We Talk about the Election, 'Forgotten Men' and Bad Men Best Forgotten


#1

It's Thursday and that means Waypoints, where the site's staff and friends will bring something to share with each other and with you: a TV show, art exhibit, movie, album, or other thing from the universe of pop culture. to discuss, dissect, and enjoy.


This is a companion discussion topic for the original entry at https://waypoint.vice.com/en_us/article/nepvnq/we-talk-about-the-election-forgotten-men-and-bad-men-best-forgotten

#2

I’ll be honest; at least for now, election results are too anxiety-inducing to listen to the discussion of. I skipped ahead to My Man Godfrey.

Really smart commentary on the film; I have to celebrate the wildness that the Bullocks are SO MUCH LIKE Ron Howard’s Bluths. I agree with Austin that the film lands more on the “fun 90 minutes” end than the “first time I saw Gentlemen Prefer Blondes” end, but it’s still one of my preferred screwballs. (I’m never putting myself through Bringing Up Baby again.)


#3

Oh wow, I hadn’t even considered the Bluths comparison but that’s a great one.


#4

I didn’t want to turn this into a hashtag for the internet to burn out on 3 months from now, not that I have any reach anyway, so I’m posting it here. Stacey Abrams is going to be at least 3rd place in the Democratic presidential primary. She’s qualified and has name recognition. Also, it would be beautiful to watch a black woman beat a piece of trash like Trump. But that’s still a ways away and I’m no expert.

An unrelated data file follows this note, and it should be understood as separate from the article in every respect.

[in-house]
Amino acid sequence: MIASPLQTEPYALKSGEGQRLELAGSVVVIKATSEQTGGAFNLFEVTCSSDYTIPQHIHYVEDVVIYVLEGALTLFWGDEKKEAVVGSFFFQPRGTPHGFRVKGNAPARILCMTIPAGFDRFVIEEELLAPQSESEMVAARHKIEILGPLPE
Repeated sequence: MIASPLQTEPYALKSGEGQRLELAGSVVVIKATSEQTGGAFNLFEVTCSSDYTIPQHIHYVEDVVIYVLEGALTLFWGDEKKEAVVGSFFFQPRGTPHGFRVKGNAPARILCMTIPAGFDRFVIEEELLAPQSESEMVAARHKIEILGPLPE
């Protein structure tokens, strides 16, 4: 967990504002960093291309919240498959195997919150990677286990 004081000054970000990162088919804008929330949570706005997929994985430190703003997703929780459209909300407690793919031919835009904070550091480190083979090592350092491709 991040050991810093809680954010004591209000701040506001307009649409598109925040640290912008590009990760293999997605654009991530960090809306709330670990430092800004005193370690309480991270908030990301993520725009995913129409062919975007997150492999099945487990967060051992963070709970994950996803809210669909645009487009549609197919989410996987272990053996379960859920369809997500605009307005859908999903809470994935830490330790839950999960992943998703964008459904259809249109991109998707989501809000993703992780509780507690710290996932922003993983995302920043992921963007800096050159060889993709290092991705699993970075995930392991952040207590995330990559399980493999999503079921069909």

#5

I am still going through and listening to this, but this is a very solid podcast so far. I’ll need to dig into that Gingrich piece.

I have some items I’d recommend for either Klepek or anyone else looking for follow-up reading on conservatism, partially (although not entirely) to potentially examine what Klepek refers to in this discussion about a lack of thought behind, er, ‘Gingrinchism’, I suppose.

I’d recommend any of Rick Perlstein’s historical works (Before the Storm, Nixonland, and The Invisible Bridge). I’ve preached their gospel before, but they are all first-class narrative histories that are imminently readable and a great source of analysis from a leftist historian about U.S. conservatism and the post-Goldwater pivot. I find Perlstein’s pitch on Goldwater’s centrality to the history of modern conservatism to be persuasive, but also, in some ways, a fascinating accompaniment to what it sounds like this piece is talking about – if Gingrich ‘broke politics’, he was building on a foundation that Goldwater started.

In the books, Perlstein sketches out a transformation of rhetoric from Goldwater, to Nixon, to Reagan (which is charted over the three books – and I hope a fourth is on the way). While Goldwater’s free-market libertarianism contained elements of racism, which his campaign occasionally embraced with a proto-‘law-and-order’ (which Nixon would perfect) angle, his animus was not the same as some of the Dixiecrats (like Strom Thurmond) who backed him and (Before the Storm argues) Goldwater, to an extent, limited those angles in his campaign. He was a genuine ideologue and not a winner-takes-all pragmatist – perhaps the opposite of Gingrich, based on this podcast.

Seriously, can’t recommend these enough – I’m sure y’all would enjoy them too.

My other recommendation is a (shorter) book I’m currently reading through, Corey Robins’ The Reactionary Mind, which seems like a pop-oriented analysis of conservative thought (as its subhead reads, ‘From Edmund Burke to Donald Trump’). I am early in it, but I do think there’s value in understanding the development of ideas. Even bleakest nihilism has a continuity and a history to it. This is a softer recommmendation, as I haven’t finished it, but it seemed worth mentioning.

Basically:

  • Rick Perlstein, Before the Storm: Barry Goldwater and the Unmaking of the American Consensus
  • Rick Perlstein, Nixonland: The Rise of a President and the Fracturing of America
  • Rick Perlstein, The Invisible Bridge: The Fall of Nixon and the Rise of Reagan
  • Corey Robin, The Reactionary Mind: From Edmund Burke to Donald Trump